. Functional recovery in traumatic spinal cord injury after transplantation of multineurotrophin-expressing glial-restricted precursor cells. J Neurosci. 2005 Jul 27;25(30):6947-57. PubMed.

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  1. The authors of this paper make an important point in a very nice and elegant way. Glial progenitors require an additional signal to complete the process of myelination. They showed that a neurotrophin signal is what may be missing, as making a modified progenitor that expresses a neurotrophin capable of binding to multiple receptors can enhance myelination and functional repair.

    View all comments by Mahendra Rao
  2. The nanoparticle gene transfer described by Bharali et al. is an exciting new avenue for genetic modification in the brain. The study suggests the organically modified nanoparticles are easy to make, are safe, and provide efficient and widespread transgene expression. The spread of expression after ventricular injections and the live imaging technique were impressive. I would have liked to see if the nanoparticles are more efficient or less toxic than other nonviral systems. The current nanoparticle preparations are probably not as effective for gene transfer as the most efficient viral vectors—as GFP fluorescence was rather weak—but further improvements on the new technology are to be expected. One potential advantage of nonviral techniques is for efficient glial expression, as most viral vectors have a strong tropism for neurons, although glial expression was not demonstrated in this study.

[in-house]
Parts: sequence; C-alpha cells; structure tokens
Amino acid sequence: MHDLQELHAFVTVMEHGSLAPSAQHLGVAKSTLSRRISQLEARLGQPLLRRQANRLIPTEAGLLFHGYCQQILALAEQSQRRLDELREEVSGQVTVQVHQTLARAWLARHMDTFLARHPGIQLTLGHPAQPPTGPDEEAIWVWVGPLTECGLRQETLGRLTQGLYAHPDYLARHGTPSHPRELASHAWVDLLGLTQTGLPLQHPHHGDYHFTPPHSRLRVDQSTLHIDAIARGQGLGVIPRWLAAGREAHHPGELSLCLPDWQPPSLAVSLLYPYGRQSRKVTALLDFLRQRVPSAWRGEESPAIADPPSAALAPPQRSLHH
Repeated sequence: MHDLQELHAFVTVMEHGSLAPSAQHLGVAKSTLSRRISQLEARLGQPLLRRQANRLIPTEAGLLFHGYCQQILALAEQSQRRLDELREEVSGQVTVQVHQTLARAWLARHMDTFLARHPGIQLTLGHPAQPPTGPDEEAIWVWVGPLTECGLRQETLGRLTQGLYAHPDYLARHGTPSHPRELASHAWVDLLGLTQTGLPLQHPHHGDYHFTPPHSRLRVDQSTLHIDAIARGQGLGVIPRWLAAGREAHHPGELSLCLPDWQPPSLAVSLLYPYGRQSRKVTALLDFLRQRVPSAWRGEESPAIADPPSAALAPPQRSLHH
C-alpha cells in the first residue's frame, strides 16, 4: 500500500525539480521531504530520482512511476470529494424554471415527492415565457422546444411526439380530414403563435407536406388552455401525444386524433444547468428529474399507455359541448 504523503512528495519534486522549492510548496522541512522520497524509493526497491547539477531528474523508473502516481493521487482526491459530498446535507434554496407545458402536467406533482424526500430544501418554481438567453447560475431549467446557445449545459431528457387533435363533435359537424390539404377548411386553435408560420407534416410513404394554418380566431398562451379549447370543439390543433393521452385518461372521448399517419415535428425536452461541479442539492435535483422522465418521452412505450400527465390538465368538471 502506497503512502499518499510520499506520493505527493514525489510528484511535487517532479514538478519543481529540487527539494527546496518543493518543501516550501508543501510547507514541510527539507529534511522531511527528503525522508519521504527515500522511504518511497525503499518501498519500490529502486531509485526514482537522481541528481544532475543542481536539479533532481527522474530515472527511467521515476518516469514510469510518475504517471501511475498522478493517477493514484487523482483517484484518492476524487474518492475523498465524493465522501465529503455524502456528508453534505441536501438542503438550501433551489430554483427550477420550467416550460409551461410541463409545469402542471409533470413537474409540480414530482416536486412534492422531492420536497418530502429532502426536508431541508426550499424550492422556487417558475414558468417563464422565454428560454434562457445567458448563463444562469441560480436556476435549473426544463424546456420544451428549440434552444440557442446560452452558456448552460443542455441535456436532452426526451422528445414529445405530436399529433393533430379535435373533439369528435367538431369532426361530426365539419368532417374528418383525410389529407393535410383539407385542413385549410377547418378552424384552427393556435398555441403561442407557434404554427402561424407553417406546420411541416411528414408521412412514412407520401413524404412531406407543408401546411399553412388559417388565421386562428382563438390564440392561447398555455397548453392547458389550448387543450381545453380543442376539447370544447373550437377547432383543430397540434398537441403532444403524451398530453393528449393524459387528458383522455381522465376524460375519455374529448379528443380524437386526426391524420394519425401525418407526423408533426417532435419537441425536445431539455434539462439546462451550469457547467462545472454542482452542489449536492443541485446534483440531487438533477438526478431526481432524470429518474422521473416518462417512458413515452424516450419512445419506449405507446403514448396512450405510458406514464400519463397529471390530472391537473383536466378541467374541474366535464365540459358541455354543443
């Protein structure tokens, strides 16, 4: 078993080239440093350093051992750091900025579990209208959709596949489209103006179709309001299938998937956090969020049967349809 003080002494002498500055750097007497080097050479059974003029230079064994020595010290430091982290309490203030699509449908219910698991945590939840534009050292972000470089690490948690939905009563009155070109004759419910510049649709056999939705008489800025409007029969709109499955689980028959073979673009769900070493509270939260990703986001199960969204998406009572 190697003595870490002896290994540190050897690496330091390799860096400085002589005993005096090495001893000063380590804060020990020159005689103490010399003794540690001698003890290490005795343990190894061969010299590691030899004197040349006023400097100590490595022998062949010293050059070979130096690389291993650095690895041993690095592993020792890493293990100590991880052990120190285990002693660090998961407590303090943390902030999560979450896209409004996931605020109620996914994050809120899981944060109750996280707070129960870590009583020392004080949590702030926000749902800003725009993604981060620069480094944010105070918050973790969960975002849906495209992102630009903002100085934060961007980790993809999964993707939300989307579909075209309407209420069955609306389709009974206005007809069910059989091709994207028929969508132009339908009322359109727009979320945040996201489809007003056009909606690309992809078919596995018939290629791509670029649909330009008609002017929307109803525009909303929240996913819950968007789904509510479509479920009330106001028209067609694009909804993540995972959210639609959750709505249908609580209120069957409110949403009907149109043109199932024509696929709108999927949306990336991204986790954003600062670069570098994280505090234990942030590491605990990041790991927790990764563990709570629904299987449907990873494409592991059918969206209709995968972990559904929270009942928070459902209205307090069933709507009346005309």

View all comments by Ronald Klein
  3. I think the new applications utilizing D15A looks very promising, but the nanotechnolgy has more broad-based, long-term implications. Showing no toxicity is an amazing leap forward as usually nanotech experiments show similar effects to silicosis. Perhaps a combination of both treatments will show the most therapeutic promise.

    View all comments by Jacob Mack

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